This is a relatively minor criticism, though. After all, he’s writing a book based largely on his own experience. It’s impossible to write a book that will pertain to everyone, and all of Gamm’s advice is pretty solid. I just wished that he would at least acknowledge that there are millions of people out there facing additional obstacles to financial security. Hard work isn’t always enough.
What I loved
Because the book is intended for those who are just starting out, the advice is a bit different than traditional personal finance literature. For example, Gamm encourages readers to get a credit card if they don’t have one, even if they have to start out with a secured credit card. This way, they can begin to build a good credit history. Similarly, Gamm operates under the assumption that the majority of his readers will accrue some student loan debt in order to help fund their education.
It’s been observed in the comments of GRS posts about teenagers and personal finance that forbidding people from doing something practically ensures that they will do it. Additionally, the idea that it’s possible to forbid something is kind of condescending and designed to rob people of agency. Gamm isn’t a parent and doesn’t have that authority, anyway.
Instead, he’s someone near in age to his reader who is also learning as he goes. The hope is that by pointing out some strategies to keep in mind, credit card debt can be avoided and student loan debt can be minimized. Gamm also doesn’t hesitate to use himself as an object lesson, telling anecdotes throughout the book of times where he made financial mistakes, even after he knew better.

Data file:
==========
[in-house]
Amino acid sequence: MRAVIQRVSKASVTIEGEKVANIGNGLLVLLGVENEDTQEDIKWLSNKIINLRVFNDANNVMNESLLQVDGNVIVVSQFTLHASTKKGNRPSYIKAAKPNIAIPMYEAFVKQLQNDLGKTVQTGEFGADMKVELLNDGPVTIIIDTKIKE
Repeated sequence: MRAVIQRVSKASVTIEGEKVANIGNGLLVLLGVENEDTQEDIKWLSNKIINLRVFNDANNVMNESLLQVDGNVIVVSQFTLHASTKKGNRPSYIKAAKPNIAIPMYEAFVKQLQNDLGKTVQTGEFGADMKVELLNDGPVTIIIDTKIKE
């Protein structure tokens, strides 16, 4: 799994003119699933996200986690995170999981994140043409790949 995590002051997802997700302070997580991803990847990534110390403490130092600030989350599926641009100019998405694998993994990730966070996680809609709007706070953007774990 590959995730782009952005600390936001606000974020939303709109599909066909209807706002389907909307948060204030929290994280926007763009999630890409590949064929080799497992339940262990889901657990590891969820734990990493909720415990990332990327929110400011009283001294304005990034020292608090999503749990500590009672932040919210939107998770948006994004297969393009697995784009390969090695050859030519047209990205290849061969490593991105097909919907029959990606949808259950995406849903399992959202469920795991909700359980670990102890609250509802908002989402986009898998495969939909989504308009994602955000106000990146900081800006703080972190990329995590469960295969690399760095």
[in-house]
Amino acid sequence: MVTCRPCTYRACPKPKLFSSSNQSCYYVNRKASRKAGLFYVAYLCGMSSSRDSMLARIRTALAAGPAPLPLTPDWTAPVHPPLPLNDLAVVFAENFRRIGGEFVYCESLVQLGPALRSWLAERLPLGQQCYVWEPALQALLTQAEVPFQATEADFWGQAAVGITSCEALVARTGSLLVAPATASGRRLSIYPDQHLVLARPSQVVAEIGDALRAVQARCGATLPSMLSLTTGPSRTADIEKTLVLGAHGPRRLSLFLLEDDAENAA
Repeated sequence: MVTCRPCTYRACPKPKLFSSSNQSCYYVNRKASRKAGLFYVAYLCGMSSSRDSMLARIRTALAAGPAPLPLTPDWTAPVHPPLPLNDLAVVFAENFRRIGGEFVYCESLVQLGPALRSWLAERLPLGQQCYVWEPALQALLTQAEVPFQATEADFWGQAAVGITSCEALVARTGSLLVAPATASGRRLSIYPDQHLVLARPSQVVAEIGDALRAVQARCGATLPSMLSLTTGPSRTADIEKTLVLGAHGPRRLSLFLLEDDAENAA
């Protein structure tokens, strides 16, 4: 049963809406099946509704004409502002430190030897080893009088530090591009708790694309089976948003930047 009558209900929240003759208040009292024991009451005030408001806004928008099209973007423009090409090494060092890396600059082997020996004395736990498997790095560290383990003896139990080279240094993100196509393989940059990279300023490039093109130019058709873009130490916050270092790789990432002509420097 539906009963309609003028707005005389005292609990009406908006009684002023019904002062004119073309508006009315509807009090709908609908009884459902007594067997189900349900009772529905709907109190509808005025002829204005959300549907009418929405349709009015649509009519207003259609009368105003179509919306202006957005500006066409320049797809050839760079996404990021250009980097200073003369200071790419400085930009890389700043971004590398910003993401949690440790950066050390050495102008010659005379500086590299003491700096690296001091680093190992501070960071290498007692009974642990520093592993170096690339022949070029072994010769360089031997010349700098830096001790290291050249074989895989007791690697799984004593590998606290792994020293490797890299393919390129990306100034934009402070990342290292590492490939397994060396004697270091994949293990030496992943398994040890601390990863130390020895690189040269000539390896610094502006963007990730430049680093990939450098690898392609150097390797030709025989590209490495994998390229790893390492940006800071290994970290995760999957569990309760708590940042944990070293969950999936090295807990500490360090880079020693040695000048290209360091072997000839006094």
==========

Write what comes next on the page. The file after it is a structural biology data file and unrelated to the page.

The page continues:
I also really enjoyed that Gamm touched on other related aspects of the personal-finance process. There are sections on:
Why internships are important, including a timeline for applying
How to create a résumé
What should be included in a cover letter
How to ace an interview
Why a humble attitude is important when you’re just starting out
This combination of maintaining a budget while still in school and planning your university experience strategically is a powerful one, and one of my favorite things about the book.
Who should read “More Money, Please”
This book really functions best as a primer for young adults who are just beginning to make major life decisions. I think it would be most appropriate for high school juniors or seniors, since it covers topics like deciding which institution of higher education to attend and how to apply for financial aid. However, those who are still in college would get a lot out of it, too.
Parents of teenagers might also appreciate the book. It might give them new ways to think about these issues, and new ways to approach them in conversation with their child(ren). Even though I in no way resemble Scott Gamm’s ideal reader, I thought this book was excellent.
A note about swag: While I was provided with a free copy of this book for review purposes, I am not affiliated in any way with Scott Gamm or his publisher, and my opinions are entirely my own.
Do you have children in high school or college? How do you approach financial topics with them, particularly when they are facing decisions with long-term consequences?